In Rudaw

Half of US-led coalition troops to leave Iraq by end of 2020: PM-designate Zurfi

Half of the US-led coalition troops in Iraq will have left the country by the end of 2020, Iraq’s premier-designate Adnan al-Zurfi has said, while a timetable for the departure of the other half will agreed upon by early 2021.

Zurfi made the remarks in his first televised interview as PM-designate, conducted by state media outlet al-Iraqiya on Sunday night.

“I talked to US ambassador and coalition officials in Iraq about a schedule for coalition troop withdrawal from Iraq,” he said.  “Half of the US-led coalition troops will withdraw from Iraq by end of  2020, while the other half will leave Iraq after we agree on a schedule by the beginning of next year.”

“Iraq does not need foreign troops on its soil.”

Baghdad invited the US-led international coalition to intervene in Iraq in 2014 as Islamic State (ISIS) seized control of vast areas of northern Iraq and neighbouring Syria. Some 7,500 foreign troops formed part of the 81-country coalition; over 5,000 of them were American.

But with ISIS territorially defeated in Iraq in 2017, US military presence in the country has met increasing opposition, particularly from Iran-backed militias and political parties.

Bases hosting US military personnel have come under repeated rocket attack by militias closely linked to Tehran.

A deadly rocket attack on the K-1 military base in Kirkuk led to a spiral in US-Iran hostility in Iraq, culminating in the assassination of high-profile Iranian general Qasem Soleimani and Abu Mahdi al-Muhandis, the deputy leader of Iraq’s Popular Mobilisation Forces (PMF) militia umbrella, in Baghdad on January 3. In response, pro-Iran factions in Iraqi parliament voted two days later to expel foreign troops from the country.

In the space of a month, the US-led coalition has handed over five military bases inside Iraq – most recently from al-Taqaddum Air Base in the western Iraqi province of Anbar, where US marines and troops from Italy, Canada, and Spain were being hosted.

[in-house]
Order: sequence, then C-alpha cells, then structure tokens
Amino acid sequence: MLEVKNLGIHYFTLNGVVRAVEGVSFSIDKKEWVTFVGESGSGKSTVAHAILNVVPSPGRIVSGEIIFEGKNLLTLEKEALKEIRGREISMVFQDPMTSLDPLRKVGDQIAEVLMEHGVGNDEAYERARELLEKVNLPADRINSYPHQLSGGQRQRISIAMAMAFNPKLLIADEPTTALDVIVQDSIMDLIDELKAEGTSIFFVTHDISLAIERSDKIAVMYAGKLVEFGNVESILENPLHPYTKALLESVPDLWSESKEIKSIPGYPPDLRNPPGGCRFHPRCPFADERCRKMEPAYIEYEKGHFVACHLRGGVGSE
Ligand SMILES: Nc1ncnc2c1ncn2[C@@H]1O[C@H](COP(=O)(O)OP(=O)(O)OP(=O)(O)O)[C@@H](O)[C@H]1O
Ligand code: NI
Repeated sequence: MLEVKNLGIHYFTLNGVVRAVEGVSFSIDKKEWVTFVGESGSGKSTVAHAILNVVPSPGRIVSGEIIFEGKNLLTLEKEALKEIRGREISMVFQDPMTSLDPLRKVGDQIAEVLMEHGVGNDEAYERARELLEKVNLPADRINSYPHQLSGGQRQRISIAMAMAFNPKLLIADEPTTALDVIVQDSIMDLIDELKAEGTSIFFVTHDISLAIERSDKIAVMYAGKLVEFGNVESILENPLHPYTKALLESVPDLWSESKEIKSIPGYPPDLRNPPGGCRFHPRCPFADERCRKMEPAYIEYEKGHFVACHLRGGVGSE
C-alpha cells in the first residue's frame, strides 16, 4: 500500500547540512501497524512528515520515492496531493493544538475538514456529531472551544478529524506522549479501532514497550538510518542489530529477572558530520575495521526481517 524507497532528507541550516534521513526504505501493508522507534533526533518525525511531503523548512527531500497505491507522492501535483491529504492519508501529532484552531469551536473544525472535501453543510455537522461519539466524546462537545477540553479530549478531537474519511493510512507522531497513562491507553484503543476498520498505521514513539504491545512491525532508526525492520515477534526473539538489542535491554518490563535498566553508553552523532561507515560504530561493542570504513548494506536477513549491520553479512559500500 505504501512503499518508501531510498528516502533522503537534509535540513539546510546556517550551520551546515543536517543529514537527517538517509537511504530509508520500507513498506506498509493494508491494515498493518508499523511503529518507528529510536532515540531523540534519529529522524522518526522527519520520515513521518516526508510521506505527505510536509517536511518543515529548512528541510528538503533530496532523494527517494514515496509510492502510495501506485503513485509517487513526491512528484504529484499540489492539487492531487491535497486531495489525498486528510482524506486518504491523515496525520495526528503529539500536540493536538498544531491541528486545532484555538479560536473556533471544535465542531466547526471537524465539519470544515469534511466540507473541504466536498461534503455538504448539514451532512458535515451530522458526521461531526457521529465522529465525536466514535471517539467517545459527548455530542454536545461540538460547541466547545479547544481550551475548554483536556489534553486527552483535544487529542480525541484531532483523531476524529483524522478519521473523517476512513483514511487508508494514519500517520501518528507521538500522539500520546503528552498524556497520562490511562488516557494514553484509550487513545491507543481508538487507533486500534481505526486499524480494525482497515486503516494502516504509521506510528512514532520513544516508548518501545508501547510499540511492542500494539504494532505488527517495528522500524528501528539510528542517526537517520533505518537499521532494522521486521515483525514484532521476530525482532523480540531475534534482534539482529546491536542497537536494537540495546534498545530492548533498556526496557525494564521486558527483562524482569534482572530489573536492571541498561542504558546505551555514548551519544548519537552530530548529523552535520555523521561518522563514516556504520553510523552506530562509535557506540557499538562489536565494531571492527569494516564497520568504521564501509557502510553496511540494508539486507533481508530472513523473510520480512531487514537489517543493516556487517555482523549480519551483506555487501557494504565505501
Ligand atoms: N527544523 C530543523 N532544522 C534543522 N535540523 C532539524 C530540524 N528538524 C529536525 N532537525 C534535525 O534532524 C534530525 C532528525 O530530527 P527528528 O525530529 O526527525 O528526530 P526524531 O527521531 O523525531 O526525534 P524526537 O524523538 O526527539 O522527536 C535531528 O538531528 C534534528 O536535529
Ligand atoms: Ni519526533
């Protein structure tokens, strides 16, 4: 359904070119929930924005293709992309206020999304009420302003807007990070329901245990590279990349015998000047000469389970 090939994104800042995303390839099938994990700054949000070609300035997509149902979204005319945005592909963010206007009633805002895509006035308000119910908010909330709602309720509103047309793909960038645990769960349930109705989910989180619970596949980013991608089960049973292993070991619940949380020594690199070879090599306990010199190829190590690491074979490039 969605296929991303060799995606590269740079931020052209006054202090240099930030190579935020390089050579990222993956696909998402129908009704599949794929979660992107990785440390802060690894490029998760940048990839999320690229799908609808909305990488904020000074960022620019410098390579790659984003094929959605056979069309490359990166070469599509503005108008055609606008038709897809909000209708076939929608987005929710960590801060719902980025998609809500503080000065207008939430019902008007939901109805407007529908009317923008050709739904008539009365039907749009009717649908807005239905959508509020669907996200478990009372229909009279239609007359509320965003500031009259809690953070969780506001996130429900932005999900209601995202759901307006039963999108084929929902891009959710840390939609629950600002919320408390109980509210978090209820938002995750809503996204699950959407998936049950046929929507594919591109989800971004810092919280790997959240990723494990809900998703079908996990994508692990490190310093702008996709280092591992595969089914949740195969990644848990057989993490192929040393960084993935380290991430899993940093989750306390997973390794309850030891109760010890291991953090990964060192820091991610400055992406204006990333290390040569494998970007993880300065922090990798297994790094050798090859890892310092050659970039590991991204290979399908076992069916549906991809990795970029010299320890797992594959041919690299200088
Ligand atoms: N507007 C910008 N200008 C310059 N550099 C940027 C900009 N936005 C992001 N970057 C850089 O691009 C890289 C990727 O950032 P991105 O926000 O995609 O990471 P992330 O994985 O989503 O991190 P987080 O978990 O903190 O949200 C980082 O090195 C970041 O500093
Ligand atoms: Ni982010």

The coalition has also withdrawn from K1, al-Qaim near the Syrian border, Qayyarah in western Iraq, and al-Sqoor base inside Nineveh operation command in Mosul.

Coalition officials have repeatedly said the decision to reposition troops was “long-planned” and is unrelated to recent attacks on “Iraqi bases hosting coalition troops, or the ongoing COVID-19 situation in Iraq.”

Washington appears to remain committed to action against Tehran-backed groups despite the handovers to Iraqi Security Forces, with the New York Times reporting last week that US military commanders have been ordered to prepare to “destroy” Kataib Hezbollah – a pro-Iran PMF militia thought to be behind  many of the rocket attacks on US personnel.

The US has also deployed Patriot air defense batteries to Ain al-Assad military base in Anbar province, and another to Erbil.

Zurfi thanked US troops for assistance for Iraq to defeat ISIS – describing Washington as a “close and faithful ally to Iraq” – and insisted the withdrawal of US troops is not an invitation for Iran to increase its influence on Iraqi politics.

“Iran is also a strong ally of Iraq, as Iran also helped us defeat ISIS, but they have no right to interfere in Iraqi politics or the Iraqi state,” he said.

The flurry of withdrawal activity comes amid months of political purgatory in Iraq, whose government has been led by caretaker prime minister Adil Abdul-Mahdi since late November, when he resigned from the premiership proper amid mass anti-government protests.

Iraq’s President Barham Salih tasked three-term Najaf governor Zurfi with forming a government on March 17, following weeks of contention over candidates for the role between Iraq’s parliamentary blocs.

His appointment as Iraq’s PM-designate was met with approval by US officials, while some pro-Iran parliamentary factions in Baghdad condemned Salih’s choice.

Parts of the Fatih coalition led by former militia commander Hadi al-Amiri and the entirety of the State of Law coalition led by former prime minister Nouri al-Maliki have voiced their opposition to Zurfi’s candidacy.

The anti-government protesters have largely dismissed the potential tenure of figures like former PM-designate Mohammed Tawfiq Allawi and Zurfi, viewing them as members of the same establishment they aim to overthrow.

The current premier-designate has until April 16 to form the next cabinet and be approved by the majority of the parliament – or face a similar fate as Allawi, who failed to get his cabinet of independent technocrats approved after rebellion from Sunni, Kurdish, and some Shiite parties. Source